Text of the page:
What’s the magic ingredient to magic? Being a fool. Or feeling like one, anyway. That’s the price of inviting magic into your life. You’ll feel awkward. Dorky.
Other people get to be thoughtful about their life goals, reasonable and self-assured. When they speak of their aspirations, others nod respectfully at their solid planning. Because their dreams never exceed their grasp, they never make a misstep. But they don’t believe in magic like you do. They’re content with what’s possible and even likely. They don’t swoon at the siren’s song of “what if’s” and “if-only’s,” that fill our minds.
You? When speaking of your dreams, your dearest hopes, you get to feel awkward, ungainly, like the the ballerina hippopotamus in the Walt Disney movie, Fantasia. And the magic that conjures our visions from the ephemera into the here and now demands a sacrifice. It demands our dignity.
In fact, making the choice to believe in magic (or in starting a business, or in going back to school, or in doing just about anything that is wonderful or heroic, or yes, let’s say it magical), is to risk having the world see you as Hyacinth the Hippo Ballerina Queen, being seduced by the evil crocodile prince. She may see herself as a beautiful, delicate queen of all things graceful, but the world at large? They see a hippo in tutu. And the crocodile prince? Oh man, who doesn’t cringe a little as the lithesome, ne’er do well predator sets his sites on our rotund and naïve heroine? She can believe in magic all she wants, but at the end of the day, she’s got to dance with the reptile and everyone knows how that’s going to go.
Yep, magic is like that. Taking a look at the facts (our resume, the economy, bank accounts and unemployment statistics to name a few) and choosing to draw different conclusions than the ones commonly held to be true. It’s awkward, it’s vulnerable-making and yes, those rational people out in the audience eating popcorn and shaking their heads as we pirouette, are definitely label calling us the “f’ word in their minds as they smile at us pityingly.
It would be so easy to join them there, sitting in their cushy seats in the cool and comforting dark. Laughing at those sweating and striving before them, finding them wanting as they scarf down their salty snacks. Who wants to be laughed at?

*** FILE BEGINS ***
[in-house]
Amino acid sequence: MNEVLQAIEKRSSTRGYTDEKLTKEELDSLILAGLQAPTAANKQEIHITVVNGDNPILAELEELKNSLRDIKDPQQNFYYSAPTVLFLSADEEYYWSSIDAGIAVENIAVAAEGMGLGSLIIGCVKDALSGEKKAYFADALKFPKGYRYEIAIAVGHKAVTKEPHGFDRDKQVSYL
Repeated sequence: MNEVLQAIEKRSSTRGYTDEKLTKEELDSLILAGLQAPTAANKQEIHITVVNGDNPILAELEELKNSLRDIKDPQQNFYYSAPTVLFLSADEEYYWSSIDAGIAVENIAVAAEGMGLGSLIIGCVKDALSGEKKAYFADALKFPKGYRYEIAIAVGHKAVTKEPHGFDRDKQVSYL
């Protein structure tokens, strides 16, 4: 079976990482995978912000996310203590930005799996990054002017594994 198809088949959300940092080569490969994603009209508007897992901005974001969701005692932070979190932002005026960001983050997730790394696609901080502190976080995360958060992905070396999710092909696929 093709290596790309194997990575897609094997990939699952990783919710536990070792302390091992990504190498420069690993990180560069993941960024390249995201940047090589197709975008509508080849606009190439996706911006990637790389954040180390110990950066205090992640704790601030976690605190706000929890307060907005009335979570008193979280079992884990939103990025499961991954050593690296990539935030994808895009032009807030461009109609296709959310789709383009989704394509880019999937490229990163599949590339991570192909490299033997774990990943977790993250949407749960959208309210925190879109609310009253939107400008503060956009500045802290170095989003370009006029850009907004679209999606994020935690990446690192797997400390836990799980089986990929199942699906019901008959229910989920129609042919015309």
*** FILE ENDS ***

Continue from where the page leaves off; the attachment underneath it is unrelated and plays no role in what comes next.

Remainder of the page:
And it isn’t as if the thoughts running through the minds of our audience haven’t sped through ours as well. We’re not like Hyacinth, innocent and humiliatingly ignorant. We’ve read the articles. Have had those informational interviews and have looked at the stats. We long to say to those smug popcorn eaters, “This isn’t my first rodeo, you know. I get that it’s hard, that I might not make it. You don’t need to tell me, Oh Capitaine of all things Obvious, I know the drill. Back off,” we fantasize. But even if we do put our hand on our hip, nod knowingly as they person-splain about everything we’re doing wrong, gesticulate wildly as we try to convince them we’re not the fool they think we are, it doesn’t matter. We’re still up there in front of them. A hippo in toe shoes, striving for the love of a fickle crocodile. No matter how reasonably we put our case, we’re still in a 3X tutu.
And maybe we are; a fool, I mean. As I said in the beginning, I think foolishness is the price of admission into the magical kingdom of hopes and dreams. So yes, our spectators can feel comfy and smug as they assess our performance and give us a grade, but here’s the thing, they’re the ones sitting in the dark, watching us.
And what about us? We’re smack-dab in the spotlight, shaking things up making them happen. We may be hippo ballerinas trying to dance in a world that’s made for sylphlike sprites. We may be pinning our hearts on a crocodile of dubious intentions. But in the mean-time we’re up here, dancing. And no matter how foolish we feel in the critical gaze of our discerning observers, we’ve just added the final ingredient to the magical potion that conjures our dreams. And damn, doesn’t that breeze feel good as we twirl in the moonlight?!
What magical wish would make it worth it for you to feel foolish?